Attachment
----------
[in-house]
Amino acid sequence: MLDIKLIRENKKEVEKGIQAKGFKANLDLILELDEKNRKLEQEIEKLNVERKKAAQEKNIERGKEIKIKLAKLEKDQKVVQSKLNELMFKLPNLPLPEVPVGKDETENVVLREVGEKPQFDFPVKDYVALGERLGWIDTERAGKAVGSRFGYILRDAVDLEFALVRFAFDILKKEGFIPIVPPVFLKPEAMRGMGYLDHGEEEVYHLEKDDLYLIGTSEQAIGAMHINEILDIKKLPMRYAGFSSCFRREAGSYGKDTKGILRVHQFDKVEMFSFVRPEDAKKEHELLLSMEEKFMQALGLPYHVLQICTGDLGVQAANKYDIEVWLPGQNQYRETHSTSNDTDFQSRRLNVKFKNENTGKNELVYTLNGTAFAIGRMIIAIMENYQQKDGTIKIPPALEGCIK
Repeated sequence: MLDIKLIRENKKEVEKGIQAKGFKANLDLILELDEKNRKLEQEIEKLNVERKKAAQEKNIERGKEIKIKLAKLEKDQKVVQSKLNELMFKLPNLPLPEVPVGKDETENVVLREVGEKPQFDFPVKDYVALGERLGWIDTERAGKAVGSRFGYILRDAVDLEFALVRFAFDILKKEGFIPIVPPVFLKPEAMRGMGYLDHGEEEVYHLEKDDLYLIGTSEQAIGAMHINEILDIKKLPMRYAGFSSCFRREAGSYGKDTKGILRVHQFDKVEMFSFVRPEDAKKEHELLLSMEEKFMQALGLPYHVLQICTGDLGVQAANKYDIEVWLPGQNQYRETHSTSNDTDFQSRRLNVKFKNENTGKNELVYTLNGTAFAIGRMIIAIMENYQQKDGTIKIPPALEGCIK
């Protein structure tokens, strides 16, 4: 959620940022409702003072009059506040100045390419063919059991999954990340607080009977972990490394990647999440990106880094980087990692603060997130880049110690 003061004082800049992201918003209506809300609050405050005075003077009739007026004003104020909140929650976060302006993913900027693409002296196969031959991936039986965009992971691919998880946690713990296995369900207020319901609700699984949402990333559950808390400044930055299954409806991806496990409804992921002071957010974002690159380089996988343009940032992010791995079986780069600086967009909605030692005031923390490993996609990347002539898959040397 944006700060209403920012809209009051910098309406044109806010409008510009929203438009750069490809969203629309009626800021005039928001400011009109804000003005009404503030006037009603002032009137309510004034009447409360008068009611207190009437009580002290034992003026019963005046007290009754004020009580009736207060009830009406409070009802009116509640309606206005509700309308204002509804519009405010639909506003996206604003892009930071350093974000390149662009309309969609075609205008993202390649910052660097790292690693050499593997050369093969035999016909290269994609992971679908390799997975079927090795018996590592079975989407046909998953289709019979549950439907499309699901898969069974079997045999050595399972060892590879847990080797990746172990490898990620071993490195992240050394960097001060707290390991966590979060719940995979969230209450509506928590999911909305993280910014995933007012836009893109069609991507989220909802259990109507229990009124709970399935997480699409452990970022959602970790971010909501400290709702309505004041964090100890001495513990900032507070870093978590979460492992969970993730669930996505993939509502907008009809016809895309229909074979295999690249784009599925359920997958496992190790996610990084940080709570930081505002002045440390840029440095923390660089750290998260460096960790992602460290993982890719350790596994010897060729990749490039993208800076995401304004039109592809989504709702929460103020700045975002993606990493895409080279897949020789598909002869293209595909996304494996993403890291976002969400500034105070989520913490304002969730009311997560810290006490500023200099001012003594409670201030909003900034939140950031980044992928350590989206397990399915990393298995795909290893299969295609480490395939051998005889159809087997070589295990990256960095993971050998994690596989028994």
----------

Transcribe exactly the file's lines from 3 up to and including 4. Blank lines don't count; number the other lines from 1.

Repeated sequence: MLDIKLIRENKKEVEKGIQAKGFKANLDLILELDEKNRKLEQEIEKLNVERKKAAQEKNIERGKEIKIKLAKLEKDQKVVQSKLNELMFKLPNLPLPEVPVGKDETENVVLREVGEKPQFDFPVKDYVALGERLGWIDTERAGKAVGSRFGYILRDAVDLEFALVRFAFDILKKEGFIPIVPPVFLKPEAMRGMGYLDHGEEEVYHLEKDDLYLIGTSEQAIGAMHINEILDIKKLPMRYAGFSSCFRREAGSYGKDTKGILRVHQFDKVEMFSFVRPEDAKKEHELLLSMEEKFMQALGLPYHVLQICTGDLGVQAANKYDIEVWLPGQNQYRETHSTSNDTDFQSRRLNVKFKNENTGKNELVYTLNGTAFAIGRMIIAIMENYQQKDGTIKIPPALEGCIK
């Protein structure tokens, strides 16, 4: 959620940022409702003072009059506040100045390419063919059991999954990340607080009977972990490394990647999440990106880094980087990692603060997130880049110690 003061004082800049992201918003209506809300609050405050005075003077009739007026004003104020909140929650976060302006993913900027693409002296196969031959991936039986965009992971691919998880946690713990296995369900207020319901609700699984949402990333559950808390400044930055299954409806991806496990409804992921002071957010974002690159380089996988343009940032992010791995079986780069600086967009909605030692005031923390490993996609990347002539898959040397 944006700060209403920012809209009051910098309406044109806010409008510009929203438009750069490809969203629309009626800021005039928001400011009109804000003005009404503030006037009603002032009137309510004034009447409360008068009611207190009437009580002290034992003026019963005046007290009754004020009580009736207060009830009406409070009802009116509640309606206005509700309308204002509804519009405010639909506003996206604003892009930071350093974000390149662009309309969609075609205008993202390649910052660097790292690693050499593997050369093969035999016909290269994609992971679908390799997975079927090795018996590592079975989407046909998953289709019979549950439907499309699901898969069974079997045999050595399972060892590879847990080797990746172990490898990620071993490195992240050394960097001060707290390991966590979060719940995979969230209450509506928590999911909305993280910014995933007012836009893109069609991507989220909802259990109507229990009124709970399935997480699409452990970022959602970790971010909501400290709702309505004041964090100890001495513990900032507070870093978590979460492992969970993730669930996505993939509502907008009809016809895309229909074979295999690249784009599925359920997958496992190790996610990084940080709570930081505002002045440390840029440095923390660089750290998260460096960790992602460290993982890719350790596994010897060729990749490039993208800076995401304004039109592809989504709702929460103020700045975002993606990493895409080279897949020789598909002869293209595909996304494996993403890291976002969400500034105070989520913490304002969730009311997560810290006490500023200099001012003594409670201030909003900034939140950031980044992928350590989206397990399915990393298995795909290893299969295609480490395939051998005889159809087997070589295990990256960095993971050998994690596989028994």